25 years before we stop putting ‘avoidable’ plastic waste into our Oceans?

The Government made a ban on plastics the centrepiece of its 25 year Environment Plan, but leaked documents have since shown it is lobbying against the 65% recycling target for urban waste by 2035 which the EU is proposing. The 25 year plan aims for “zero avoidable plastic waste by the end of 2042″, which is just too little, too late.
If plastic is avoidable, then we should be avoiding it as soon as feasibly possible. Our seas are already choking on plastic – we can’t keep going on like this for another 24 years.

Continue reading “25 years before we stop putting ‘avoidable’ plastic waste into our Oceans?”

New year will start with a recycling crisis

Here in the UK we have an emerging problem with plastic. Huge amounts of plastic waste, supposedly due for recycling, could end up in UK incinerators in 2018 as China imposes restrictions on the type of recyclable materials it is willing to import. Greenpeace estimates that 2.7m tonnes of plastic waste has been shipped from the UK to China between 2012 and 2016. Yet despite warnings from the industry, our government has done nothing to build up the capacity to recycle plastics in this country.

Continue reading “New year will start with a recycling crisis”

Questions raised with Gove about Red Tractor pig farms

I’ve written to the Environment Minister, Michael Gove, about alleged failures of the Red Tractor farms to guarantee minimum standards of animal welfare. An investigation carried out by the organisation Animal Equality exposed serious welfare problems on four British Red Tractor pig farms and includes video footage. Continue reading “Questions raised with Gove about Red Tractor pig farms”

Social justice is as important between generations, as it is within generations

The NUS plays a pivotal role in promoting an understanding of the links between the environment and social justice in this country. So it was a great pleasure to speak at their ‘Green Impact’ Parliamentary reception, which celebrates the way that sustainability has become part of the core business of what the NUS does locally and nationally.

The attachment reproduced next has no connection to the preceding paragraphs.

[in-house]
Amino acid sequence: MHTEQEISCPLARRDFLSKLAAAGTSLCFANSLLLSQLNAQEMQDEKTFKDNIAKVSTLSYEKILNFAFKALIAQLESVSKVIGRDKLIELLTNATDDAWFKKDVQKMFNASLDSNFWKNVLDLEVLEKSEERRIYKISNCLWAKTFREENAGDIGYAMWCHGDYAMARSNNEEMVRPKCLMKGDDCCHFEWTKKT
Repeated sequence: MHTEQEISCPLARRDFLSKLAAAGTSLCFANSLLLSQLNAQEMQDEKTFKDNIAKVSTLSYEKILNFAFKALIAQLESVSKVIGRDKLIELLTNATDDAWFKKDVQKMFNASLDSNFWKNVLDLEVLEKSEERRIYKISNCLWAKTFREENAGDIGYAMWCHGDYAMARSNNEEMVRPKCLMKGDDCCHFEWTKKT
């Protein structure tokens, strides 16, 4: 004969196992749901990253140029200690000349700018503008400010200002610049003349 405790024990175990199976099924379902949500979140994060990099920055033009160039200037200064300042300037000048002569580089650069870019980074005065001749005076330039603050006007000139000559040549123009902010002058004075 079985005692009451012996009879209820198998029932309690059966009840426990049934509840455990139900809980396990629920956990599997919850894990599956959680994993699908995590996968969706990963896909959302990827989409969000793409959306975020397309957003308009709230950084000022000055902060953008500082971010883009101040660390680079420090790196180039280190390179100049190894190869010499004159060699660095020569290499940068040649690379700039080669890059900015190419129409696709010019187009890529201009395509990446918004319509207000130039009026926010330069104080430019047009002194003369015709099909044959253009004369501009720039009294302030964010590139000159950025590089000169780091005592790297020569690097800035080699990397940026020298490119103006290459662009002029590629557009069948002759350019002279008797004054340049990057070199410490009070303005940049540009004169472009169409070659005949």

A sense of community links all the anti-fracking campaigns

The common bond between all the towns and villages under threat of fracking in England is their powerful sense of identity and community through the campaigns. Fracking is an imposition, an invasion by big government and corporate power. To represent this common bond, the threatened communities have banded together to produce a Commonweal wheel. It’s inspired by Parliamentary ideas from the Civil War period that power should be invested as close to the people as possible to manage the environment suitably for their sustenance, overriding the interests of the crown and royal decree. Continue reading “A sense of community links all the anti-fracking campaigns”

Sentient creatures and Brexit

The Commons came within 18 votes of passing a Caroline Lucas amendment to the EU Withdrawal Bill which would have included protection of sentient creatures. Early next year I shall put this same amendment to the Lords. It is an existing EU principle and one of many principles underpinning EU law and regulation that have been rejected as amendments by the government.

Continue reading “Sentient creatures and Brexit”

Pesticides in our food, our soil and our countryside

I asked the Government what steps they are taking to protect rural communities from pesticides and whether they intend to adopt non-chemical farming methods post-Brexit. It is almost inevitable that my question achieves little more than raising a neglected issue on behalf of neglected communities. However, it does allow other peers to join in with their own set of constituent concerns or issues. Continue reading “Pesticides in our food, our soil and our countryside”